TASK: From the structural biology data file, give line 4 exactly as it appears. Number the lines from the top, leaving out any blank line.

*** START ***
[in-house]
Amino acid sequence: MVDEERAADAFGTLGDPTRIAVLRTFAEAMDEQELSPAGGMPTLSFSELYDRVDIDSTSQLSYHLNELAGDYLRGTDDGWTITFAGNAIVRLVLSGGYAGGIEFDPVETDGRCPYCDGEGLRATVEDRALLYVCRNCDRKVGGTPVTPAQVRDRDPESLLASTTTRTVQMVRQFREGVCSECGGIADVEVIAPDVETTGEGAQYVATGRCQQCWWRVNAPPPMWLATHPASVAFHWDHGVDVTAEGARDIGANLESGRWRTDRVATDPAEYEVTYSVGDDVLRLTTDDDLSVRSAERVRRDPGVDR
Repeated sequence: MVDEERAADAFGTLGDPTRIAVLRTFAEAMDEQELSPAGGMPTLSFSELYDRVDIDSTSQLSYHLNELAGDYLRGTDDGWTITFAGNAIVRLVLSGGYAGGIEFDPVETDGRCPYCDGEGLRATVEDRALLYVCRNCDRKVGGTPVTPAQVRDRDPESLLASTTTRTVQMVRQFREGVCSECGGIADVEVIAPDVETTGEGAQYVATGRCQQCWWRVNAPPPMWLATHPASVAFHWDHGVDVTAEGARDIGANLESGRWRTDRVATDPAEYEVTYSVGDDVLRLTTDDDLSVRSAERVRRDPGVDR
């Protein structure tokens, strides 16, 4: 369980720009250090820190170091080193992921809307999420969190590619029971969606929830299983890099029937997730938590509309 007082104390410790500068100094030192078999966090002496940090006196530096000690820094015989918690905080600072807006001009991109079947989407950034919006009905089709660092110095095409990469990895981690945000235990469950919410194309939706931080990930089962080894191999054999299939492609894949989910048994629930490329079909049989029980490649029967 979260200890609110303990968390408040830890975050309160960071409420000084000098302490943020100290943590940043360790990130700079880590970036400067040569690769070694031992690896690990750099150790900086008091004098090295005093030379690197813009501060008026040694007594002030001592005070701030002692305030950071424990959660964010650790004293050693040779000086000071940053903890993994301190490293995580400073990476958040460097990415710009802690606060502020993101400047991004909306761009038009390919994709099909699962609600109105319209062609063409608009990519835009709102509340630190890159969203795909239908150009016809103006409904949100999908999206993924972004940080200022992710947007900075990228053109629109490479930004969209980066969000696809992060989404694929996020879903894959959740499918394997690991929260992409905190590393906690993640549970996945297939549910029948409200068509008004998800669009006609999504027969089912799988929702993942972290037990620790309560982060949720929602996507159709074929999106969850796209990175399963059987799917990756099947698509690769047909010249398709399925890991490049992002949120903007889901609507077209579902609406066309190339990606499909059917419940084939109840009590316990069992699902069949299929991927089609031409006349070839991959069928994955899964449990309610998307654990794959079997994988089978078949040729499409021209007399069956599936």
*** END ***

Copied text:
């Protein structure tokens, strides 16, 4: 369980720009250090820190170091080193992921809307999420969190590619029971969606929830299983890099029937997730938590509309 007082104390410790500068100094030192078999966090002496940090006196530096000690820094015989918690905080600072807006001009991109079947989407950034919006009905089709660092110095095409990469990895981690945000235990469950919410194309939706931080990930089962080894191999054999299939492609894949989910048994629930490329079909049989029980490649029967 979260200890609110303990968390408040830890975050309160960071409420000084000098302490943020100290943590940043360790990130700079880590970036400067040569690769070694031992690896690990750099150790900086008091004098090295005093030379690197813009501060008026040694007594002030001592005070701030002692305030950071424990959660964010650790004293050693040779000086000071940053903890993994301190490293995580400073990476958040460097990415710009802690606060502020993101400047991004909306761009038009390919994709099909699962609600109105319209062609063409608009990519835009709102509340630190890159969203795909239908150009016809103006409904949100999908999206993924972004940080200022992710947007900075990228053109629109490479930004969209980066969000696809992060989404694929996020879903894959959740499918394997690991929260992409905190590393906690993640549970996945297939549910029948409200068509008004998800669009006609999504027969089912799988929702993942972290037990620790309560982060949720929602996507159709074929999106969850796209990175399963059987799917990756099947698509690769047909010249398709399925890991490049992002949120903007889901609507077209579902609406066309190339990606499909059917419940084939109840009590316990069992699902069949299929991927089609031409006349070839991959069928994955899964449990309610998307654990794959079997994988089978078949040729499409021209007399069956599936």